At some point in the 1300s the wooden motte and bailey castle was rebuilt in stone. It is not certain exactly when this happened. We do know that following the damage inflicted in 1297 the castle was being repaired in 1305 by Sir Reginald Cheyne with the assistance of a grant from Edward I of 200 oak trees. We don't know whether Cheyne rebuilt the castle in stone using the trees for flooring and roofing, or in wood: nor what state it was in when attacked in 1307. If Cheyne rebuilt in wood, then it was probably Nicholas Sutherland who built the core of the stone castle you see today after 1350.
Either way, by the late 1300s the area of the motte was largely occupied by a massive two storey stone tower. A stone curtain wall surrounded the upper edge of the area of the bailey. After the castle was attacked again in 1452, a range of stone buildings, including a large hall, was built to the west of the tower along the north edge of the bailey. The main gate stood at the east end of the castle, and a paved road ran along the front of the range of buildings, out of the gate, and over a stone bridge that crossed the surrounding ditch.
In 1689 John Graham of Claverhouse, Viscount Dundee, was a dinner guest of James Sutherland, 2nd Lord Duffus, at Duffus Castle during the first Jacobite uprising, and shortly before Dundee's death at the Battle of Killiecrankie. On the death of the 2nd Lord Duffus in 1705 the family decided that it would be more comfortable to live at their newly built Duffus House, and the castle was abandoned.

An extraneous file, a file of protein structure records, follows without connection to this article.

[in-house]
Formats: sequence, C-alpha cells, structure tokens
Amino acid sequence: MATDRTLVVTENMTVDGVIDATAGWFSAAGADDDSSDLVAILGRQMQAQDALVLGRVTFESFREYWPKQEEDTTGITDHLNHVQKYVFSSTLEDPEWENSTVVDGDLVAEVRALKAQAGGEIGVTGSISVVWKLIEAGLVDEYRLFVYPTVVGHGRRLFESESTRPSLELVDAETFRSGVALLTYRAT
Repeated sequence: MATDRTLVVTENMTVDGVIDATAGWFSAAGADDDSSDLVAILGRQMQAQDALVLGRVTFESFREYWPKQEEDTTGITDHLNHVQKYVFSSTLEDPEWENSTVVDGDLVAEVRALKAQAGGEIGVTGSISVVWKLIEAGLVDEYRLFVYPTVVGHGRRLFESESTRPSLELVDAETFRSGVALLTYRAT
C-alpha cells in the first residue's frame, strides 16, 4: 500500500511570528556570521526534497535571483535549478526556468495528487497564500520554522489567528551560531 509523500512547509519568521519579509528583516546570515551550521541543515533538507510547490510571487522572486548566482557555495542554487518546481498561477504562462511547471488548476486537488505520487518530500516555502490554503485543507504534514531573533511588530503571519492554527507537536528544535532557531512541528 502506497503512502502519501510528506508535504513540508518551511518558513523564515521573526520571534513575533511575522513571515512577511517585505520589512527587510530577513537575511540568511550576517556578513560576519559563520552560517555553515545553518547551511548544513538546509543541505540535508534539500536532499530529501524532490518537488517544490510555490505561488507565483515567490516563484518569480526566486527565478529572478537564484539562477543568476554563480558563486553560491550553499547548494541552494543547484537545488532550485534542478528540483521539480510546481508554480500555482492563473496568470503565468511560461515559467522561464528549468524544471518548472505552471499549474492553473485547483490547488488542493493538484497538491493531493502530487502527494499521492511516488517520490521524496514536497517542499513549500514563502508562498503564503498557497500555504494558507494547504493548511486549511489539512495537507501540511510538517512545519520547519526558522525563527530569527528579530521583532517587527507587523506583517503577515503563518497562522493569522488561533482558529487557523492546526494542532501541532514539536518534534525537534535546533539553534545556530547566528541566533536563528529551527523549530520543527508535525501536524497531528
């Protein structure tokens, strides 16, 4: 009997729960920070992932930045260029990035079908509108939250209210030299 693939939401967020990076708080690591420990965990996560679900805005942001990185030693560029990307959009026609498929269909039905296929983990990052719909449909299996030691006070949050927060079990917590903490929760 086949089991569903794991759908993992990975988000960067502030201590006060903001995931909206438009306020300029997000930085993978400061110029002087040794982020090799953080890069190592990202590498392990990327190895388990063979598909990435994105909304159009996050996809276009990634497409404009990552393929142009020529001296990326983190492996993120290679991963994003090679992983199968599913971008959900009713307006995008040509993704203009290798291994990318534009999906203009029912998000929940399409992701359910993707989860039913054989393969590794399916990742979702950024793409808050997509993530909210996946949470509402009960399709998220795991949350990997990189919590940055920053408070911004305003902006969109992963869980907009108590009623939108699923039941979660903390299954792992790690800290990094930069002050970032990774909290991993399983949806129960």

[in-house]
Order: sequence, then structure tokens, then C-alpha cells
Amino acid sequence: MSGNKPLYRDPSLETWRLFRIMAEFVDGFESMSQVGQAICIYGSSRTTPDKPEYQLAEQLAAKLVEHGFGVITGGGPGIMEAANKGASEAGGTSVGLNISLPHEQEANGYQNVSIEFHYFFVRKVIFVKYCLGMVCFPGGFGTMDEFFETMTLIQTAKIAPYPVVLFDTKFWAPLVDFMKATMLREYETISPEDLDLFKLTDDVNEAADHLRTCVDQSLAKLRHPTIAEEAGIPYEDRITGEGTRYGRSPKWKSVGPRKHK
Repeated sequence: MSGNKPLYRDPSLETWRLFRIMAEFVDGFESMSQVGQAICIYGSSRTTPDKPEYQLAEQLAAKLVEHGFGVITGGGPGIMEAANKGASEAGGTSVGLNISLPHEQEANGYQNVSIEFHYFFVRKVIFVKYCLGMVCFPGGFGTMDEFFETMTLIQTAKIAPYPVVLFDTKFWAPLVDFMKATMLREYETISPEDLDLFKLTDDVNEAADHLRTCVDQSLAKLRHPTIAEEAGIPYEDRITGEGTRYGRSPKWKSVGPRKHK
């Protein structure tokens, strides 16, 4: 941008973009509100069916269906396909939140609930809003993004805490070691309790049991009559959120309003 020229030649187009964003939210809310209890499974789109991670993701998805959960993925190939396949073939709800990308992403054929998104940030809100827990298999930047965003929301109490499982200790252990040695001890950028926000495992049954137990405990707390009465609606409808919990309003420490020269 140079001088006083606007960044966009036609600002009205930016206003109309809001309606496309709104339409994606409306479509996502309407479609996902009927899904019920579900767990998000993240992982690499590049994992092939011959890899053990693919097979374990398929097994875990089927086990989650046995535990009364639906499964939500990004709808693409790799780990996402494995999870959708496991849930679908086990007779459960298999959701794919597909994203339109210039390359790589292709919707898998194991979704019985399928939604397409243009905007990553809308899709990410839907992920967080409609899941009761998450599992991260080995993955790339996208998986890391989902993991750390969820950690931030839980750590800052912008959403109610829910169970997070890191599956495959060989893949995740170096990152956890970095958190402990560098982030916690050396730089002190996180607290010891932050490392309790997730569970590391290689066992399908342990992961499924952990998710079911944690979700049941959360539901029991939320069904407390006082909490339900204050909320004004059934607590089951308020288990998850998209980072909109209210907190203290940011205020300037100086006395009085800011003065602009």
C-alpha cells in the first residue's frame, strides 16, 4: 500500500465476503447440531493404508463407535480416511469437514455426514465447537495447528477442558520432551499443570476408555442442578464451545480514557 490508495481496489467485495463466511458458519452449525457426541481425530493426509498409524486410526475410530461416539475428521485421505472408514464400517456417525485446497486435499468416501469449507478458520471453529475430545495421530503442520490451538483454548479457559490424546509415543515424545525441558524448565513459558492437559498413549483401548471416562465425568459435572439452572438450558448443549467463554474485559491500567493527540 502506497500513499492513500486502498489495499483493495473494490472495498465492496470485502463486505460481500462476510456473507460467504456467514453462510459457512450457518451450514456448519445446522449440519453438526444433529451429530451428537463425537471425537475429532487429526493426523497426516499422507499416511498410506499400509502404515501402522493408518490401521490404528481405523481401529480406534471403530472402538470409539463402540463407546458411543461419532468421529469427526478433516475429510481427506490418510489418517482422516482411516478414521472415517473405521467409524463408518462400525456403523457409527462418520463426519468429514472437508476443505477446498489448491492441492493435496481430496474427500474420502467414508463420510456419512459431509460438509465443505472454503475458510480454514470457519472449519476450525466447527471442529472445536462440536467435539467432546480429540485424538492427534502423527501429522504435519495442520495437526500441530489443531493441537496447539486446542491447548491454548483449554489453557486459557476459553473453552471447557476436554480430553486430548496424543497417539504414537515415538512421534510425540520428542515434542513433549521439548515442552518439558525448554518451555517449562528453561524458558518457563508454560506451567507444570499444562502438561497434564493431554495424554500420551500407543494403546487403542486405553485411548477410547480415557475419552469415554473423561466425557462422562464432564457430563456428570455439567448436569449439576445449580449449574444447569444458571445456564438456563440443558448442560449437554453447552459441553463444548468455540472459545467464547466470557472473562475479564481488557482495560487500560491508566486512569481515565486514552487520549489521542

Visitors today approach from the north and park in the nearby car park before crossing a bridge over the surrounding ditch and approaching the castle. What is truly amazing is just how much of it is still there. Large parts of the tower and the curtain walls remain, as does the base of the road out of the castle and the stone bridge over the ditch on that side. It isn't clear why only the buildings of the east range seem to have been robbed of their stone and so much of the rest of the castle has survived.
There's a second mystery about the state of the stonework at Duffus Castle. The original artificial motte and bailey were intended to support the weight of wooden walls and buildings. Reusing them to support massive stone towers and walls might seem to be asking for trouble: and it was. As you approach the castle from the car park, it is clear that part of the structure has collapsed. When you enter the tower itself, you realise that at some point a large part of the north corner of the tower has simply slipped part of the way down the side of the motte, where it stopped, leaning over at an impossible angle. Meanwhile, it doesn't take great powers of observation to realise that parts of the curtain wall on the south-east side of the bailey are leaning outwards at an unlikely angle.
No-one knows when the collapse of the tower took place, but it is possible to see other parts of the tower where major cracks and slips have been repaired. The best theory is that the tower collapse might have happened as early as the 1400s, and the tower was abandoned as a viable part of the castle thereafter: perhaps the stone east range in the bailey was intended to be a replacement.
Visitors to Duffus Castle will quickly become aware that this ancient military site has some very modern military neighbours. The end of the runway at RAF Lossiemouth is only three quarters of a mile to the north-east, so visitors to the castle can be assured of a steady stream of military aircraft passing over as they land or take off.